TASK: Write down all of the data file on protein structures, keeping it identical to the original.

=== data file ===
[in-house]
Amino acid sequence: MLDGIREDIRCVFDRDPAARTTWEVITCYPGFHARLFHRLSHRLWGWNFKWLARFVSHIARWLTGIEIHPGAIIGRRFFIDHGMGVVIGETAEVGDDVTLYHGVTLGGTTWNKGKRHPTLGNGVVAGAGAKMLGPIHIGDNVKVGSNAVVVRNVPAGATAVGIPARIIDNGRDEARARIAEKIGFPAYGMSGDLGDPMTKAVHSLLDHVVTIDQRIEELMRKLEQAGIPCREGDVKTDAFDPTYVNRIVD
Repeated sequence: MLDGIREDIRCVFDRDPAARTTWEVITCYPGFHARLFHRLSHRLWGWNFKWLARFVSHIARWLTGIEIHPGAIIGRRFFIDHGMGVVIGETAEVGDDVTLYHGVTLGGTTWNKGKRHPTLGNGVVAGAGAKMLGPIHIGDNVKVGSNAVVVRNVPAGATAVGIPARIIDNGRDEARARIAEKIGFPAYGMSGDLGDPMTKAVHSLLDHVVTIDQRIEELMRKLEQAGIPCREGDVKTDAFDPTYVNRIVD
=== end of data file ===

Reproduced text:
[in-house]
Amino acid sequence: MLDGIREDIRCVFDRDPAARTTWEVITCYPGFHARLFHRLSHRLWGWNFKWLARFVSHIARWLTGIEIHPGAIIGRRFFIDHGMGVVIGETAEVGDDVTLYHGVTLGGTTWNKGKRHPTLGNGVVAGAGAKMLGPIHIGDNVKVGSNAVVVRNVPAGATAVGIPARIIDNGRDEARARIAEKIGFPAYGMSGDLGDPMTKAVHSLLDHVVTIDQRIEELMRKLEQAGIPCREGDVKTDAFDPTYVNRIVD
Repeated sequence: MLDGIREDIRCVFDRDPAARTTWEVITCYPGFHARLFHRLSHRLWGWNFKWLARFVSHIARWLTGIEIHPGAIIGRRFFIDHGMGVVIGETAEVGDDVTLYHGVTLGGTTWNKGKRHPTLGNGVVAGAGAKMLGPIHIGDNVKVGSNAVVVRNVPAGATAVGIPARIIDNGRDEARARIAEKIGFPAYGMSGDLGDPMTKAVHSLLDHVVTIDQRIEELMRKLEQAGIPCREGDVKTDAFDPTYVNRIVD